The election results last week were fascinating and are worthwhile considering a little more closely.

As everyone knows there was a clear winner on the night (National) with over 951,145 votes and 59 seats. However, what is lesser known is the other great winner on the night was the number of disallowed votes (180,000) and the Bill and Ben Party who polled a remarkable 10,000 votes in the South Island only 8,629 and 9,536 votes respectively behind Peter Dunne and Bill Anderton!

When the disallowed votes are taken into account the gap between the major parties seems remarkably slender. Nevertheless, the result has been undeniable and prompts many questions such as what will the election result actually mean for employers?

The first obvious implication of coalition building is that Prime Minister Key can turn now to both left (Maori Party) and right (ACT) depending on the issue to get legislation passed. Whilst Key has created his own four headed monster this new union reaches out to as broad a base as possible and this can not be all bad when you consider the tough times that may lie ahead.

The specific changes themselves can be divided into the following categories:

1.        90 day trial period.

Much has already been spoken about this by both supporters and antagonists. The opponents of this change believe that this will empower business owners to sack at will at 90 days and avoid their obligations to statutory entitlements which begin to accrue from 180 days of employment. Supporters believe this is essential legislation to assist with managing the “have a go” employment minefield bequeathed to us by the last government.

Our view is that not much will actually change as the trial period will only apply to those businesses with 20 or less staff and to be really effective the thresholds should have been raised substantially, say to 180 days and 100 staff. Mandatory protections will still exist e.g. such as the right to refer matters to a Labour Inspector and you can expect that employers who are cavalier in their management of this new environment will get severely punished.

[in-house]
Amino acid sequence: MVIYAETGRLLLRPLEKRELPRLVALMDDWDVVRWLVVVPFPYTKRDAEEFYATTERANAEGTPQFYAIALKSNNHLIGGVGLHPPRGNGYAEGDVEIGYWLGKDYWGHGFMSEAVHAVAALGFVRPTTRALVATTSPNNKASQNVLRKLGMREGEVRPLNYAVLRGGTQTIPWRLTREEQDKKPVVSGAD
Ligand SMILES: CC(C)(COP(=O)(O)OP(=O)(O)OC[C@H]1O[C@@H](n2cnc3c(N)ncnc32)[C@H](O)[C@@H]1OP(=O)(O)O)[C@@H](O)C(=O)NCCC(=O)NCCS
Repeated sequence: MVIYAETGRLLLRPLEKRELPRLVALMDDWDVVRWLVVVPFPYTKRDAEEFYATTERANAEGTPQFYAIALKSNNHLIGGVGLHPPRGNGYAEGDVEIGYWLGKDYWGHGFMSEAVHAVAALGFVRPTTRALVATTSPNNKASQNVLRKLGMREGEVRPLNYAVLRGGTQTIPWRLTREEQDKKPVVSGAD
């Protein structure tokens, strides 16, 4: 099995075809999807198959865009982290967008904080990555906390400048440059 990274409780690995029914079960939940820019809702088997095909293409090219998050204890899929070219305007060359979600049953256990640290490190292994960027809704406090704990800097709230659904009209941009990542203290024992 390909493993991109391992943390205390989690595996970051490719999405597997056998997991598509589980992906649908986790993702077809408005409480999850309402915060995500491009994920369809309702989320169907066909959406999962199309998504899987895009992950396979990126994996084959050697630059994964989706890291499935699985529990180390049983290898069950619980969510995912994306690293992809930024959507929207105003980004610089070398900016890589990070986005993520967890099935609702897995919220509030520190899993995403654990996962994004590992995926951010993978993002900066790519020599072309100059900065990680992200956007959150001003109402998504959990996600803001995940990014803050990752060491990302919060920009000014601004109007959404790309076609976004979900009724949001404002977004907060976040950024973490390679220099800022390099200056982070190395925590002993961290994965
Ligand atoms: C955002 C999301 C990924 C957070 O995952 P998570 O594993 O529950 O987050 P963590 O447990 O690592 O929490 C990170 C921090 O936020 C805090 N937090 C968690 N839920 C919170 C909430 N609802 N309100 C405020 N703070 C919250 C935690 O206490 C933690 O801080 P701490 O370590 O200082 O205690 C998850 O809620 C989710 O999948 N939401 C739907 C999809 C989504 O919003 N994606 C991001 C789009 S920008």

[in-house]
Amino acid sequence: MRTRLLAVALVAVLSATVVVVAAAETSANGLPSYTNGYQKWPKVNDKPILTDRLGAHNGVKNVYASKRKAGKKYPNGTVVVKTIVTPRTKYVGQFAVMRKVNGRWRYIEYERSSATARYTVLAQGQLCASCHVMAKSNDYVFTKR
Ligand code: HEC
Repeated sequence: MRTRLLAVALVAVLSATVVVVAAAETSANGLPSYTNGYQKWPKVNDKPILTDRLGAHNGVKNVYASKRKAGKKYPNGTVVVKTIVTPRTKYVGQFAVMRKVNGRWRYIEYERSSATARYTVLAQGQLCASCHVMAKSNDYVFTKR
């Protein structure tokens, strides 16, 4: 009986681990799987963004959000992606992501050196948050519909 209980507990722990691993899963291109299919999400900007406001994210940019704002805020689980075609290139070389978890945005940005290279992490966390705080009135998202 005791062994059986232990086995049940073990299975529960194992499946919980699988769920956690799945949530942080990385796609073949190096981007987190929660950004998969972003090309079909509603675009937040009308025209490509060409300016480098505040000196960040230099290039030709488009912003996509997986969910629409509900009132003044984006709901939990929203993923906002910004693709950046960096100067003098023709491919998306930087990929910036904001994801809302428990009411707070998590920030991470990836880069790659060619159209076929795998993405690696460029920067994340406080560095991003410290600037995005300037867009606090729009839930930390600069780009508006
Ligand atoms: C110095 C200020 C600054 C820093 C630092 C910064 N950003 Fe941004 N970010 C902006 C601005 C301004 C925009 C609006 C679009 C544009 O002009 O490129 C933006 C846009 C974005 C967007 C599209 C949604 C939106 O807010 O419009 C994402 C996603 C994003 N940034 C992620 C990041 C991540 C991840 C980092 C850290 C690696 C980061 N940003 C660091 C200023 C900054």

2.         Unions.

Some Union power is about to be clipped with Unions no longer being required in negotiations for collective agreements. This may have the effect of dissuading employees from membership when they take a direct hand in their own negotiations for better terms and conditions. In some environments this will undoubtedly be helpful moving discussion driven by ideology to a position whereby pragmatism dominates.

3.         Employment Relations Act.

This legislation will also be subject to close scrutiny and it has been suggested that paid union education leave and vulnerable worker legislation may come under pressure.

Some restraints on Union access may also result with this being by agreement with the employer only. It has also been stated that Key wants to see the Mediation Service “staffed with qualified people”, whatever that means…suggesting that the current crop of mediators just don’t really cut it – and the experience of many of my clients is that this is certainly true. The other prediction is that the Employment Relations Authority is destined to become more judicial once more with the right to cross examination being allowed and this will be a bonanza for the lawyers! 

4.         Annual leave.

It is likely that the fourth week of annual leave will be allowed to be cashed up by mutual agreement. The Holiday’s Act will also come in for some attention, especially around the definition of “relevant daily pay” which will be dropped.

5.         ACC. This will become a competitive marketplace once again.

6.         Kiwisaver.

More changes are coming again I am afraid. The minimum employer and employee contributions will drop from 4% to 2% in an effort to make the scheme more affordable for every participant and the employer tax credit of $1040.00 will also be abolished.

 7.        Redundancy relief.

This will be targeted and made available to those who have been in employment for at least 6 months and who have been made redundant. The assistance will be designed to last for 16  weeks and is designed to top up the “In work” tax credit and to increase the accommodation supplement by up to $100.00 per week.

The bottom line is that employment law reform will not be a significant priority and Kate Wilkinson who has been charged with responsibility for Health and Safety and Labour law is 20th on the list and that is some distance from the front bench.

The Nats have never said that they intend to change personal grievance legislation and there has been nothing about skills and productivity and the central pieces of reform may well be change in the ACC area and Kiwisaver Reforms and this is also indicated by the prominence of Peter Dunne and Nick Smith in the new line-up.

Whatever is the ultimate shape of legislative reform you can be certain that their will be further changes required to employment agreements along with the need to take positive, strong advice on employment relations matters in the months ahead.